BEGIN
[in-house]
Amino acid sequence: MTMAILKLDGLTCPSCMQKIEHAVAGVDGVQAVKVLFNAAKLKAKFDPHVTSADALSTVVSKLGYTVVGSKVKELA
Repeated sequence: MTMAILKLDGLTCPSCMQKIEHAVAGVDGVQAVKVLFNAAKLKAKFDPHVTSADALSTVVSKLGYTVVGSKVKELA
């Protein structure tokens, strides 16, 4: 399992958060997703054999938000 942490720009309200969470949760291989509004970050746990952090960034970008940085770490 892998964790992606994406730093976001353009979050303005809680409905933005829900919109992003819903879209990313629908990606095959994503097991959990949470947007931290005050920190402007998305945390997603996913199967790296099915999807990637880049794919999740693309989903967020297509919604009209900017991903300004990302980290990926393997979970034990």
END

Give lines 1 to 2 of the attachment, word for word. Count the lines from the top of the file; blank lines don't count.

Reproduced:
[in-house]
Amino acid sequence: MTMAILKLDGLTCPSCMQKIEHAVAGVDGVQAVKVLFNAAKLKAKFDPHVTSADALSTVVSKLGYTVVGSKVKELA